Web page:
The British blues boom was arguably one of the most important movements in musical history. Not only did it launch the careers of various guitar heroes – players much loved for decades afterwards – but the guitar driven sounds also paved the way for a whole universe of rock music. With that in mind, it’s interesting how few compilations have celebrated the British blues scene. Aside from Grapefruit Records’ excellent ‘Crawling Up A Hill’ box set, any other releases have been label specific, leaving a huge gap in the market for a set to explore some of the more niche sounds from the era.
‘Shake That Thing: The Blues In Britain 1963-1973’ is perfect in that regard. This three CD set from Grapefruit casts a much wider net than their earlier box set, but never loses site of its core objective. Bluesy sounds are out there, front and centre, at all times, but it also looks beyond the usual suspects to celebrate blues laden tunes shared by other singer songwriters, folkies and rock bands during a hugely transitional period.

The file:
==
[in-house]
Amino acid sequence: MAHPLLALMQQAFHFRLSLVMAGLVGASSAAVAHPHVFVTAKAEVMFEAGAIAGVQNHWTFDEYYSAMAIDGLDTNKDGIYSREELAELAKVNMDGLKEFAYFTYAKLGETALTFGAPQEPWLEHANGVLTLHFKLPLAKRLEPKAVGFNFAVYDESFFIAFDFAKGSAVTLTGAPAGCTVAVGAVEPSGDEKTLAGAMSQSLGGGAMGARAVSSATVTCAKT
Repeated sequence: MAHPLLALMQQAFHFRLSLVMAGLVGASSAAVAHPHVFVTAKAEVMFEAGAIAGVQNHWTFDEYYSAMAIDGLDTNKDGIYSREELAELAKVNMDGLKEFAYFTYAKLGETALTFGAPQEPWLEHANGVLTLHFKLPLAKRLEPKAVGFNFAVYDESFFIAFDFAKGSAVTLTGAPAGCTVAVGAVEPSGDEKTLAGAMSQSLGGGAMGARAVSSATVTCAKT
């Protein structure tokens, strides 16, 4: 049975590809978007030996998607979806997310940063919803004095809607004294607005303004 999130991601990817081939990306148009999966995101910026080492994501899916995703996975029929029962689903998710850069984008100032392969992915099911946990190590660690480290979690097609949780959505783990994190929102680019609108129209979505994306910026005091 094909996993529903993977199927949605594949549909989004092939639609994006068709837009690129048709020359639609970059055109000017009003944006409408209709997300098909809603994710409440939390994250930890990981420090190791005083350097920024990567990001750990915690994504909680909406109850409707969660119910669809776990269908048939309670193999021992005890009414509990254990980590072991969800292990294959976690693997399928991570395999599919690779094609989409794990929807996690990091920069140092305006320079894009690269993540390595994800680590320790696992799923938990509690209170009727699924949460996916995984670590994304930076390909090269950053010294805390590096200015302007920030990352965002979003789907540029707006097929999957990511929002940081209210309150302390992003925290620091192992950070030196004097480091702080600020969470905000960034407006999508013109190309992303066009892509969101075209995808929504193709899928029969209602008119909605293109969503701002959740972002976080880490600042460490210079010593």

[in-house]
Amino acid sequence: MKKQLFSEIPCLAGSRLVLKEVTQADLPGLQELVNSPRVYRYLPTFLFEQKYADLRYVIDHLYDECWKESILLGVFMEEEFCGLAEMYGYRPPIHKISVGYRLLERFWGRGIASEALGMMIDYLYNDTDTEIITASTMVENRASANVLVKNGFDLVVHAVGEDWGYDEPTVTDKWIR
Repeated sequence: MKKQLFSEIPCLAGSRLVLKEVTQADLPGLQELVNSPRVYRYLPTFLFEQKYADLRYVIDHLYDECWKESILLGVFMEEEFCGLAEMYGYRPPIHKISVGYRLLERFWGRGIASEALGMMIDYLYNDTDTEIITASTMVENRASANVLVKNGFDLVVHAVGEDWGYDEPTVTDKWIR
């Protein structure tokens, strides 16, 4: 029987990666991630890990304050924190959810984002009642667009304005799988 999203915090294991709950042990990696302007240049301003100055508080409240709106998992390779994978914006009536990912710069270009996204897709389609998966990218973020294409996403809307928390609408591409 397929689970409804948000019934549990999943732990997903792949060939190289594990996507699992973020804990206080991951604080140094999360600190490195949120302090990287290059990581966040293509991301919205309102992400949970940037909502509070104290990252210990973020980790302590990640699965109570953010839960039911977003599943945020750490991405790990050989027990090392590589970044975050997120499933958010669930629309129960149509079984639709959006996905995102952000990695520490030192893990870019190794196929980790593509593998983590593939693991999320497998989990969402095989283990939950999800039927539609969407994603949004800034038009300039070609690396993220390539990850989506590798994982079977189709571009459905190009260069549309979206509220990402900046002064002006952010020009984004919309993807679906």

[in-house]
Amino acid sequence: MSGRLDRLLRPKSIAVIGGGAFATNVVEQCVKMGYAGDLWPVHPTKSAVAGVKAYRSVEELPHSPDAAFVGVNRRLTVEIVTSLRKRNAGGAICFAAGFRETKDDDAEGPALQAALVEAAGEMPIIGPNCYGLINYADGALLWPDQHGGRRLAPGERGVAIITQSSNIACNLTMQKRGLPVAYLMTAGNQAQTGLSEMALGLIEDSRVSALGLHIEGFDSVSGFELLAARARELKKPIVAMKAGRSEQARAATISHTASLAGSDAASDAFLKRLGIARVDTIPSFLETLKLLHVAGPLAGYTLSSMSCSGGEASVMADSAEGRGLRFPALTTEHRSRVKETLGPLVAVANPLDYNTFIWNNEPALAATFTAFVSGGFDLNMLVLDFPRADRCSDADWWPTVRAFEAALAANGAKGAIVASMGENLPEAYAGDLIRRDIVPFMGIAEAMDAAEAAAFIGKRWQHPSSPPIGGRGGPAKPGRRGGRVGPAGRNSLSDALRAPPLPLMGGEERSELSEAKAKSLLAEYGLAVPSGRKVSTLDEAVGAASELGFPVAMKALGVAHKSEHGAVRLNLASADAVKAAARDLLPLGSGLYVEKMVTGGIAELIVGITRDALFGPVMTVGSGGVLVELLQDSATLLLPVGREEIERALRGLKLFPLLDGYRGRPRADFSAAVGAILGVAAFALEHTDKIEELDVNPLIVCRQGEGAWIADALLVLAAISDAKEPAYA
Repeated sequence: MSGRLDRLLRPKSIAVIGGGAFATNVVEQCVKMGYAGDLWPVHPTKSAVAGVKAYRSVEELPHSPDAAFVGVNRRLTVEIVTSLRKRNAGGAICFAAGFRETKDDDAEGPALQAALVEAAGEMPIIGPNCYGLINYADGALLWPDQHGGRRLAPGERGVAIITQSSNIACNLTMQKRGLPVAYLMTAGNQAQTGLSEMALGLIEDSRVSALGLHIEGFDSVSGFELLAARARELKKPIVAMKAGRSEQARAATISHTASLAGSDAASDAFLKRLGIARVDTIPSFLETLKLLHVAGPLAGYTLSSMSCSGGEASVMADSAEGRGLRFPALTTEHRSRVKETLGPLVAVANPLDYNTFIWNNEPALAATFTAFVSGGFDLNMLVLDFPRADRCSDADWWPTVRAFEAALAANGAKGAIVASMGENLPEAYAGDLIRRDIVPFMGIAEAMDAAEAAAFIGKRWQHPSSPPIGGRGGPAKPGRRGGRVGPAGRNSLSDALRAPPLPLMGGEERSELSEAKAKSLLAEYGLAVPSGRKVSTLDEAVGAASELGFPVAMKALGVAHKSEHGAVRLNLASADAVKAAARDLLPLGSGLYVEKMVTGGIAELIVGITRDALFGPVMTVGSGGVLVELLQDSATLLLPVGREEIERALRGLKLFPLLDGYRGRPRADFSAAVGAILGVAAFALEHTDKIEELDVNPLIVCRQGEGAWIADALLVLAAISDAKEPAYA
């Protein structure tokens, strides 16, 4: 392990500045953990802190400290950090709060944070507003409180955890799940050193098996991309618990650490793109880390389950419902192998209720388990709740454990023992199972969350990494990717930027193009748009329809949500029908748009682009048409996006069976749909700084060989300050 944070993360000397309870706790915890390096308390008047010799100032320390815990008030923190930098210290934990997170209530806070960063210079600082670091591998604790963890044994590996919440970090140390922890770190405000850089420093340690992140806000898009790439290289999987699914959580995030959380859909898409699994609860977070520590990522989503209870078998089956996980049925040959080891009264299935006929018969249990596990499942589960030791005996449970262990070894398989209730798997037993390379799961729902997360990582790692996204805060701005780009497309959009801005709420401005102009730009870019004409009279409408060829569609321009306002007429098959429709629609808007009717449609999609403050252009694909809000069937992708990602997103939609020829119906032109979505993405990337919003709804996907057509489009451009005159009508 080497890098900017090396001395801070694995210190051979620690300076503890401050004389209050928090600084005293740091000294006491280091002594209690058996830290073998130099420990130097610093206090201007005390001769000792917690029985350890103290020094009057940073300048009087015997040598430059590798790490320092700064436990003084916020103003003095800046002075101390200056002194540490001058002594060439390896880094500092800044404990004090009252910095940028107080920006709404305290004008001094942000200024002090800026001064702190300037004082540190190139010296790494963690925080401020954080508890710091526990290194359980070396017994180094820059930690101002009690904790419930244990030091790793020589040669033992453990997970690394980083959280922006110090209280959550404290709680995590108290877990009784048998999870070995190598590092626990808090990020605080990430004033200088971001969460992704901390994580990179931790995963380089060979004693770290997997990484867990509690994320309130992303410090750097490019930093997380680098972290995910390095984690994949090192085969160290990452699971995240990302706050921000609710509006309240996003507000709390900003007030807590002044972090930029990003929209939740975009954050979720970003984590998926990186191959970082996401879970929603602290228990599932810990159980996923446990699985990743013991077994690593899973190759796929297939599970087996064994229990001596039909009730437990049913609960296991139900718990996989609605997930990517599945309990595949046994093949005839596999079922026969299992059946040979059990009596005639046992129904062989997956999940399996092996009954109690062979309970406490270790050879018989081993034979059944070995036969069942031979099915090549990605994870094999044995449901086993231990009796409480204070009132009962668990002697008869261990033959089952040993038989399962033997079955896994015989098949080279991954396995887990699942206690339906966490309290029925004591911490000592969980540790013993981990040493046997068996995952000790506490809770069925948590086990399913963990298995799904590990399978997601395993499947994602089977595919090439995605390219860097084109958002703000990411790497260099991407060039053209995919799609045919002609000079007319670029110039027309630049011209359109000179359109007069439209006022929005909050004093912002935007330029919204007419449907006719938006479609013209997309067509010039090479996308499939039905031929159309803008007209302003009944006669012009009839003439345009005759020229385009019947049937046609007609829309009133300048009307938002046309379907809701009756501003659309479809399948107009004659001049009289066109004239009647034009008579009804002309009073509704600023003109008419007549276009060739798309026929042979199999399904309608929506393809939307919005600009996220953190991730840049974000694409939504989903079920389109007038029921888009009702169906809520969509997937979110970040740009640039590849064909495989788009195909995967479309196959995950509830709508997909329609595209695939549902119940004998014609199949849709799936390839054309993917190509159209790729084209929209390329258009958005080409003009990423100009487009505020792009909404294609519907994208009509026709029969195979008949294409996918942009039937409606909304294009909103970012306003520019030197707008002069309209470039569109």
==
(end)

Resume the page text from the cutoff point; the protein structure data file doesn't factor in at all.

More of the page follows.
For fans of folk music, the works of Bert Jansch have long held a fascination. A “musician’s musician”, his approach to the acoustic guitar provided beautiful sounds and, like fellow English folkie Nick Drake, his best works remain ones people look up to and aspire to emulate.
Jimmy Page is a huge fan and, indeed, took inspiration from several cuts from Jansch’s 1966 LP ‘Jack Orion’ when recording acoustic works between 1969 and 1970. In recent years, parts of Jansch’s catalogue of work has been reissued on CD in both individual album formats and three expansive box sets, but until now, there has never been a compilation that allows fans and new listeners the opportunity to explore his back catalogue in a well-curated set.